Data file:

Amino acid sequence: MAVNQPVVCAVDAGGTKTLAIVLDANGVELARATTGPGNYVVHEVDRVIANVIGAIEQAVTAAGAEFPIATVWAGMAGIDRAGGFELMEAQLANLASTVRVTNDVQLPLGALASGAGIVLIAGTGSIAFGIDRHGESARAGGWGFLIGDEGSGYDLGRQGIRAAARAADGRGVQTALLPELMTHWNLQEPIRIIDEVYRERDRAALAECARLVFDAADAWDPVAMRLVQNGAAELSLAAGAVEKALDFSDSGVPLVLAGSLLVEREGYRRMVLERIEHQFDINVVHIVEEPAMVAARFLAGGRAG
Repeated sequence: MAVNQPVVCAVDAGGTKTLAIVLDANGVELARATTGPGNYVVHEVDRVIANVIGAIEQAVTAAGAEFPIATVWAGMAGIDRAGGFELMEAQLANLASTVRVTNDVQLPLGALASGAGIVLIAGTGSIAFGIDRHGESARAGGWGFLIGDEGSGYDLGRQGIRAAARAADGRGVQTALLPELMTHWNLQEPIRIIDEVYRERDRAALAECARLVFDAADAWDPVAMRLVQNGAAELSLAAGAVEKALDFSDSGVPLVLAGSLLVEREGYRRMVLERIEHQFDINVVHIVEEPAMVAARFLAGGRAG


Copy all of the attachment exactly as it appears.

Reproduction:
Amino acid sequence: MAVNQPVVCAVDAGGTKTLAIVLDANGVELARATTGPGNYVVHEVDRVIANVIGAIEQAVTAAGAEFPIATVWAGMAGIDRAGGFELMEAQLANLASTVRVTNDVQLPLGALASGAGIVLIAGTGSIAFGIDRHGESARAGGWGFLIGDEGSGYDLGRQGIRAAARAADGRGVQTALLPELMTHWNLQEPIRIIDEVYRERDRAALAECARLVFDAADAWDPVAMRLVQNGAAELSLAAGAVEKALDFSDSGVPLVLAGSLLVEREGYRRMVLERIEHQFDINVVHIVEEPAMVAARFLAGGRAG
Repeated sequence: MAVNQPVVCAVDAGGTKTLAIVLDANGVELARATTGPGNYVVHEVDRVIANVIGAIEQAVTAAGAEFPIATVWAGMAGIDRAGGFELMEAQLANLASTVRVTNDVQLPLGALASGAGIVLIAGTGSIAFGIDRHGESARAGGWGFLIGDEGSGYDLGRQGIRAAARAADGRGVQTALLPELMTHWNLQEPIRIIDEVYRERDRAALAECARLVFDAADAWDPVAMRLVQNGAAELSLAAGAVEKALDFSDSGVPLVLAGSLLVEREGYRRMVLERIEHQFDINVVHIVEEPAMVAARFLAGGRAG